Indie

How Metronomy ?Frontman Joseph Mount Got Scooped by Daft Punk

When Joseph Mount of London-based Metronomy listened to Daft Punk's Random Access Memories, he realized he'd have to change the direction of "Boy Racers," the most upbeat song on his band's 2013 album, Love Letters. He had intended to have the song include a German narrator speaking about how fast boy racers can go, but when he heard the helmeted duo's "Giorgio by Moroder," on which the architect of disco himself tells his life story over grooves created by the electronic music icons, Mount wasn't sure where he wanted to go with the song.

"The whole premise and outcome of the song would have been very different [from Daft Punk's]," Mount says. "The reason why I had been thinking about it was because we had been spending a lot of time in Germany. There's something about the language and its delivery that always seemed quite nice, like Kraftwerk, with the German monotone voice."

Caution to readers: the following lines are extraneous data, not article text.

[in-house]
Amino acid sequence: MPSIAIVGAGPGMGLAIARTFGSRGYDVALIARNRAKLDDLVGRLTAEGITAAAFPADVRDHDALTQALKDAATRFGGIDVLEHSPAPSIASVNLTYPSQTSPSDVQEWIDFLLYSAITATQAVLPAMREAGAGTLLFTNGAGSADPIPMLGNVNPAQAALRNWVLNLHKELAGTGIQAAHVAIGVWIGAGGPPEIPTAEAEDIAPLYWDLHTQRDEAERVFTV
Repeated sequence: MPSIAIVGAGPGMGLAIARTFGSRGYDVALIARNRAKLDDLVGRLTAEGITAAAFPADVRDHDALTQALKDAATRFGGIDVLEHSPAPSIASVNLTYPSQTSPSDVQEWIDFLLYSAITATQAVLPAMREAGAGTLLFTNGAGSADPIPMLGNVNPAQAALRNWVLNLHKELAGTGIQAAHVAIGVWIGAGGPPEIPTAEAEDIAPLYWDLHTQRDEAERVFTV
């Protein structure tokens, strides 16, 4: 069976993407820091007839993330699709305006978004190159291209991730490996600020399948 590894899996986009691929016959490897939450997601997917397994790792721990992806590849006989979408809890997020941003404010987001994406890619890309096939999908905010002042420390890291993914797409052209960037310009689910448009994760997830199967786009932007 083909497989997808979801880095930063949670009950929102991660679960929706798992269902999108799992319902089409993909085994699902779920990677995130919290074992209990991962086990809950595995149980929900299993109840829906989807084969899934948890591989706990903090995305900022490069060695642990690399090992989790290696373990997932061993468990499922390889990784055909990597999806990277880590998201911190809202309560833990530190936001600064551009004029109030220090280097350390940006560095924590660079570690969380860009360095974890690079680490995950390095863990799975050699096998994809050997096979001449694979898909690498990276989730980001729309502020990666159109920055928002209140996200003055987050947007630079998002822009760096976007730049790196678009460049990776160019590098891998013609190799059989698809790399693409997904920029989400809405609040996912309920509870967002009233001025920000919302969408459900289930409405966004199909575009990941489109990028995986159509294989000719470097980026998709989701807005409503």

The track became an instrumental piece. "Boy Racers" really didn't need vocals on it, anyway. It's the perfect standout song on an innovative electronic album that looks for warmth in analog. Love Letters, inspired by '60s psychedelia and '70s soul, was recorded at East London's Toe Rag Studios, where all recording is done on magnetic tape (White Stripes recorded Elephant there). This forced Mount to take his time with the songs.

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Jason Keil was the Phoenix New Times culture editor from August 2019 to May 2020.
Contact: Jason Keil